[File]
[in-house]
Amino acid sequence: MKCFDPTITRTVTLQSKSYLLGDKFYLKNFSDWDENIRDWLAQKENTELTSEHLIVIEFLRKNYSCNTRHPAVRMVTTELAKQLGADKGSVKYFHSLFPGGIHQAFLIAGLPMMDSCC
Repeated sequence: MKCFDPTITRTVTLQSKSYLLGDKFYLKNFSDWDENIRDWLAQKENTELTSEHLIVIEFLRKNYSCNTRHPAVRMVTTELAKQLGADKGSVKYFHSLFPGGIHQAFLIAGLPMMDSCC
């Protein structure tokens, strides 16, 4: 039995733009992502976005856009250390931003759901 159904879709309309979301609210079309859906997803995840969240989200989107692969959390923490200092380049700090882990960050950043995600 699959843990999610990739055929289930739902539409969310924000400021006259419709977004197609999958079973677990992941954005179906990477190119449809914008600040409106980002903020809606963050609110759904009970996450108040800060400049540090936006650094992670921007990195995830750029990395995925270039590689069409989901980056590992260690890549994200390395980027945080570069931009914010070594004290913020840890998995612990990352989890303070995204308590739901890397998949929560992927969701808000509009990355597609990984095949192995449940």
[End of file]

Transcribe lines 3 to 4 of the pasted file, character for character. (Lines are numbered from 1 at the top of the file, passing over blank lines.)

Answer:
Repeated sequence: MKCFDPTITRTVTLQSKSYLLGDKFYLKNFSDWDENIRDWLAQKENTELTSEHLIVIEFLRKNYSCNTRHPAVRMVTTELAKQLGADKGSVKYFHSLFPGGIHQAFLIAGLPMMDSCC
């Protein structure tokens, strides 16, 4: 039995733009992502976005856009250390931003759901 159904879709309309979301609210079309859906997803995840969240989200989107692969959390923490200092380049700090882990960050950043995600 699959843990999610990739055929289930739902539409969310924000400021006259419709977004197609999958079973677990992941954005179906990477190119449809914008600040409106980002903020809606963050609110759904009970996450108040800060400049540090936006650094992670921007990195995830750029990395995925270039590689069409989901980056590992260690890549994200390395980027945080570069931009914010070594004290913020840890998995612990990352989890303070995204308590739901890397998949929560992927969701808000509009990355597609990984095949192995449940």